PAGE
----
Discovering Hearst Castle at your own pace
March 14, 2010
Last Friday afternoon, I was part of the first group to participate in Hearst Castle’s new self-guided Gardens and Vistas Tour, arguably the most dramatic change in visitor policy since the castle first opened to the public in 1958.
On this brand new tour, which officially begins on Friday, March 19, you can actually meander the roughly eight acres of castle grounds at your own pace, going where you want, lingering as long as you want. No more strict adherence to that strict 75-minute schedule that defines all the other tours. No more tour guides politely, but firmly, ushering you along. I’ve been visiting Hearst Castle since 1988, but Friday gave me the first opportunity to really slow down and truly appreciate the vision of Hearst and his architect, Julia Morgan. Without a doubt, this was my most memorable visit.
Credit goes to parks superintendent Nick Franco, who probably hasn’t had an easy time convincing staff that change would be a good idea, especially when so many state employees are already threatened by possible job losses. There probably was some anxiety about how these initial groups would behave, wandering around on their own.
Not to worry. I was the first one off the bus at 4:01 p.m. and the last one to board at 5:45. For nearly two hours, we were given the chance to enjoy the grounds, much as Hearst’s guests did back in the heyday. There was some drizzle and fog that afternoon, reminding me of walking the moors in England, but the weather did little to dampen the enthusiasm of the group. We were all stoked by the freedom we were given–a friendly guide welcomed us upon arrival. After that, we were on our own.
Like many, I chose to linger at the outdoor Neptune Pool, making my first ever complete walk around, giving me different angles for appreciation. About a half hour later, I came back and essentially had the pool to myself. To myself.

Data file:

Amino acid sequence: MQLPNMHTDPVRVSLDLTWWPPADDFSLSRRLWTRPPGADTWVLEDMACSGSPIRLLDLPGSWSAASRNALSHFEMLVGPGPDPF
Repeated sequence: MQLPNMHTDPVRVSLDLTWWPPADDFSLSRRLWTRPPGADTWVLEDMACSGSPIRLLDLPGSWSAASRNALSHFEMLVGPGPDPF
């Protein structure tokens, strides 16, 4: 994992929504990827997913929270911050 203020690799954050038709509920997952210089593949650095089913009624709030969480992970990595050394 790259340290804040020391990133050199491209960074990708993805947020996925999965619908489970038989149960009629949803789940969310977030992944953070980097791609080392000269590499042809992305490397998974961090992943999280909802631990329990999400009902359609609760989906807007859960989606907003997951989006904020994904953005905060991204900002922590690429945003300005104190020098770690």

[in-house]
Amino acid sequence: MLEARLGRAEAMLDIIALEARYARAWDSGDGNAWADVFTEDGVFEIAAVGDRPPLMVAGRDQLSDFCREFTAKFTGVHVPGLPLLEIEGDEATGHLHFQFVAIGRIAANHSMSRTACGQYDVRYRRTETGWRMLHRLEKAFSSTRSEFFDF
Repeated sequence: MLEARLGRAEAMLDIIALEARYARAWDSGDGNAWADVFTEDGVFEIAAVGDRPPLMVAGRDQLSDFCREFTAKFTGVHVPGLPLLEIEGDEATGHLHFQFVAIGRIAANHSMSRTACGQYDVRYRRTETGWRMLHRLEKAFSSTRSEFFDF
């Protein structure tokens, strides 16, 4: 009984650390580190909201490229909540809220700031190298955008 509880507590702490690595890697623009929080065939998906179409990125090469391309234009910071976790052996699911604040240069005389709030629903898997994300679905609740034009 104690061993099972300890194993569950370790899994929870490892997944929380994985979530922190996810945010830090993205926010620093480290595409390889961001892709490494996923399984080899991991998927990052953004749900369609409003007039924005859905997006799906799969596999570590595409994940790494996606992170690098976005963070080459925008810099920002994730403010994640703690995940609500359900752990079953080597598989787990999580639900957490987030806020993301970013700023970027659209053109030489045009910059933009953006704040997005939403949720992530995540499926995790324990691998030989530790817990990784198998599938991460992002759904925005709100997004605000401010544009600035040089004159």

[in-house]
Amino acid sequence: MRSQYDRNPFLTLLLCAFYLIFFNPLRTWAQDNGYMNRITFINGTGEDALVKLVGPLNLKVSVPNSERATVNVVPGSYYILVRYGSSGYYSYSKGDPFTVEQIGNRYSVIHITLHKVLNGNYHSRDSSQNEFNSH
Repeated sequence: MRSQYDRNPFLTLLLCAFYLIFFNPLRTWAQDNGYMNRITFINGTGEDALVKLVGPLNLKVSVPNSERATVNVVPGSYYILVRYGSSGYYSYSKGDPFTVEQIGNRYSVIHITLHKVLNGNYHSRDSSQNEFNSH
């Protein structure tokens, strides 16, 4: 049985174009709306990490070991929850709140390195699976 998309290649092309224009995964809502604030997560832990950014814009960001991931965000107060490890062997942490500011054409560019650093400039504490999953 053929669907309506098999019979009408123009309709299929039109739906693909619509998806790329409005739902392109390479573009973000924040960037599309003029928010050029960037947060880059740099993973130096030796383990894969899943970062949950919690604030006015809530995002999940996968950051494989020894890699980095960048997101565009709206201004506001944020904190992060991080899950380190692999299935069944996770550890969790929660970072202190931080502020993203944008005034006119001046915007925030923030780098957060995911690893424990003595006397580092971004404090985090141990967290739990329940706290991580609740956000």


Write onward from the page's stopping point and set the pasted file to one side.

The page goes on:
The Gardens and Vistas tour is strictly outdoors and some might be disappointed that no one is allowed inside any of the buildings. The tradeoff is that you have complete access around the grounds. See a staircase outside and follow it up to a private balcony. Stand there and imagine William Randolph Hearst enjoying the same view.
For the first time, I was able to walk around the outside of the Casa Grande, the main house, and I was surprised to see the back side, in particular. Large portions of the house were never finished. Of special interest is the small wooden shack attached to the rear of the house. Only when you look inside and see the drafting table do you realize the historical significance–this was Julia Morgan’s workspace. Cool.
And I’m certainly no gardening, nor art, expert, but the gardens host thousands of flowers and trees, highlighted by outdoor pieces of art that only add to the scenery. Friendly tour guides are scattered around to answer specific questions. I didn’t care. I just loved the fact that if I saw a path, or a stairway, that looked interesting, I could follow it without being arrested, or fined.
“There is only one problem with your new tour,” I told Nick Franco when we were done. “You’ve spoiled me. I don’t think I could go back to a traditional tour after this experience.”
See for yourself. The Gardens and Vistas Tour will be offered most Fridays and Saturdays through September, at 3:50 p.m. Plans call for the tour to be offered daily from July 4 to Labor Day, as well as during the weeks right before, and after, Easter.
Ticket prices are $24 for adults and includes the William Randolph Hearst bio flick at the Visitors’ Center. Reservations can be made by calling 1-800-444-4445, or by visiting www.hearstcastle.com.
Even if you’ve been to Hearst Castle before, come check out the new tour. It will be like seeing the place for the first time all over again. And on this tour, you feel less like a tourist, and more like an actual guest. I think Mr. Hearst would approve.